Weather Service tweaks areas in 11 Arkansas counties to track elevation

Residents of 11 mountain counties in Arkansas will receive weather advisories, watches and altitude-based warnings from the National Weather Service starting in March.

The Weather Service’s Little Rock office oversees 47 counties, and 36 will continue to be zoned by county lines. The remaining counties – Boone, Johnson, Logan, Montgomery, Newton, Polk, Pope, Scott, Searcy, Van Buren and Yell – will each be divided into multiple areas in the Ozark and Ouachita Mountains.

The rezoning will take effect March 22 and will produce more targeted and accurate weather forecasts and warnings, according to the National Weather Service.

“Having to warn the whole county to [severe weather in] basically areas above 1,000 feet, it’s really not as accurate as it should be, so it will give us more flexibility,” said Brian Smith, senior forecaster at the National Weather Service and responsible for the rezoning project.

Montgomery, Polk and Searcy counties will each be divided into three zones, and the other eight counties will each be divided into two zones. None of the new areas will cross county lines, according to the rezoning map released by the weather service.

[NEW FORECAST ZONES: See an interactive map of the proposed new forecast zones here »]

Forecasters have been working on the zoning changes for months and recently notified emergency management offices in affected counties, said Dennis Cavanaugh, meteorologist in charge of warning coordination with the weather service’s Little Rock office.

Several emergency management directors and county judges welcomed the decision to rezone based on elevation.

Pope County Emergency Management Director Justin Drittler called the rezoning “a worthwhile deal.” He remembers an ice storm several years ago that damaged power lines and utilities in the mountainous northern part of the county, but had no impact on the southern part.

“We start in the [Arkansas] River Valley in the Russellville area, and by the time you get halfway into our county, you have quite a significant elevation change,” Drittler said.

Van Buren County has a “snow line” about 3 miles north of Clinton, its largest city, County Judge Dale James said.

The imaginary border marks a sharp elevation change, since the northern half of the county is part of the Ozark Mountain Range, he said.

“Sometimes we get 3 inches of snow in the northern part of the county and absolutely nothing in the southern part,” James said.

Boone County has the same elevation difference in its southwest corner, Emergency Management Director Daniel Bowlen said. He noted that some areas face flash floods, which do not affect higher elevations.

Other states with large differences in terrain have multiple forecast areas per county, such as Colorado and Nevada in the Rocky Mountain region and the mountainous islands of Hawaii, Cavanaugh said.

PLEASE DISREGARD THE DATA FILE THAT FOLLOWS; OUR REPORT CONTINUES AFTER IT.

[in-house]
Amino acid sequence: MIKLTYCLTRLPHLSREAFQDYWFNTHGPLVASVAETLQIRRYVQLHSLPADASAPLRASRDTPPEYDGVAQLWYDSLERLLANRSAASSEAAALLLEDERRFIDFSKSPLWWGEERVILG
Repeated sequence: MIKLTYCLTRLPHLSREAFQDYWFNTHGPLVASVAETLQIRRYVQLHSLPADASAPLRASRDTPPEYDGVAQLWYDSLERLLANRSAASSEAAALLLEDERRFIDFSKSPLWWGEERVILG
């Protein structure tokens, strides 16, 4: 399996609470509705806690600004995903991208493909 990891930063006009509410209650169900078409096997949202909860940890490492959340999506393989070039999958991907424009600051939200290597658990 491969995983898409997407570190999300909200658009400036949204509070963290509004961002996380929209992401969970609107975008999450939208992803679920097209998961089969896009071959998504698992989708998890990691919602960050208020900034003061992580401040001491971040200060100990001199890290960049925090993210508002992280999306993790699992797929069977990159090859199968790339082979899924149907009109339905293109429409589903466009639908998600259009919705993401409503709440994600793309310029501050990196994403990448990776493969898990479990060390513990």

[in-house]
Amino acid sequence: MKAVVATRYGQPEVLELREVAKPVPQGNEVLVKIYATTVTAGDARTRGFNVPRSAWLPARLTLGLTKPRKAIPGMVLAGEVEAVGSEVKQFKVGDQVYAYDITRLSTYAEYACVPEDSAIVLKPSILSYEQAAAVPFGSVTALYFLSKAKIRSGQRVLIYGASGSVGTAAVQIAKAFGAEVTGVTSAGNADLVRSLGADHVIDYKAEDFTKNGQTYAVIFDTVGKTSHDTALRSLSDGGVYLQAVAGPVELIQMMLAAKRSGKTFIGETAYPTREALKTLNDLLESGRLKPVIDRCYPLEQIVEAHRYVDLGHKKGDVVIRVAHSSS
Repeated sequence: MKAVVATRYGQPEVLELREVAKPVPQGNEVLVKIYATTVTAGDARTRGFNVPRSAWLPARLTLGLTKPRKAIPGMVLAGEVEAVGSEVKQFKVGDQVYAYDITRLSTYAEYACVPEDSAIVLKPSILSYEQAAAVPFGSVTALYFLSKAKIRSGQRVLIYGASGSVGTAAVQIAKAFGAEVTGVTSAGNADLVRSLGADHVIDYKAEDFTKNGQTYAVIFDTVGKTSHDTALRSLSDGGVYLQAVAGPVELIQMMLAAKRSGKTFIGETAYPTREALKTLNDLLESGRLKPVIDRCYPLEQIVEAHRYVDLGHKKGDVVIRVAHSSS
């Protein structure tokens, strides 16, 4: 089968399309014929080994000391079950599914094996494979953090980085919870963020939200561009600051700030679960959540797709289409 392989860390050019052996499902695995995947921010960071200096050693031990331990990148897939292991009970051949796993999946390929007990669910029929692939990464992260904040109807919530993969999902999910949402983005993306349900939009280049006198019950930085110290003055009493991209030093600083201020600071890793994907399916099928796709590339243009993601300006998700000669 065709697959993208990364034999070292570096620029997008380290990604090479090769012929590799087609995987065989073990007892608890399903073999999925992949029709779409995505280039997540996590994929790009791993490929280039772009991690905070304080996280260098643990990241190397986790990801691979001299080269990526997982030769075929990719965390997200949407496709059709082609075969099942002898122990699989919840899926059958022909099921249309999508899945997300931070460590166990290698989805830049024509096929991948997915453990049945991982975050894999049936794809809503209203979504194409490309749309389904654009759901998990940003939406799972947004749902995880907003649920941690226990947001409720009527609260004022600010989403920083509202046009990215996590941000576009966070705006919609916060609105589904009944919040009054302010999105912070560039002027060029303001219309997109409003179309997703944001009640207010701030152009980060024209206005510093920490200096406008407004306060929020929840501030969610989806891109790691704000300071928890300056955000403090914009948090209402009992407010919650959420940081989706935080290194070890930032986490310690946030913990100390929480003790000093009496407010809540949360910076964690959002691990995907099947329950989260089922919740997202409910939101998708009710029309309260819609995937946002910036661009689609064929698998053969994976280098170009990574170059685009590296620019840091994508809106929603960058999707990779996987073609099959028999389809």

Not all county officials believed that new forecast areas would benefit their regions.

Scott County Judge James Forbes said he saw no need for elevation-based forecast zones. He’d rather the National Weather Service stick to county-wide forecasts and alerts.

“I want to warn all my friends regardless of county area because I have people driving from southern Scott County to Fort Smith for work and errands,” Forbes said.

Yell County has a contract with CodeRED, an emergency alert system that distributes area-specific weather warnings and advisories as well as notifications about other hazards such as road closures and Amber Alerts, said County Judge Mark Thone.

“It worked great on boil water commands, like if a water main was broken or if schools had to close at 1 p.m. not 3 p.m., so that’s a good service” , said Thone.

Cavanaugh said rezoning will benefit more than individual counties. The weather service works with the Arkansas Division of Emergency Management to deploy resources to areas affected by extreme weather, such as dispatching Arkansas National Guard vehicles to rescue people whose cars slid on the icy roads, he said.

Division spokeswoman LaTresha Woodruff said in an email that the agency was evaluating the new areas to see if it needed to make any changes of its own.

Additionally, the Arkansas Department of Transportation may be better prepared to deal with icy roads in certain areas or conserve resources in areas unaffected by inclement weather, Cavanaugh said.

“We rely on the National Weather Service for our decision making – this weekend is a great example – so I think it’s a smart move,” said Department of Transportation spokesman Dave Parker.

Cavanaugh said last week that the new zones would be helpful if they were in effect during snowy weather across Arkansas on Saturday.

“We wish we could test them for this winter storm, but we’re not going to be able to, so we’ll still have to issue county-based warnings,” he said.

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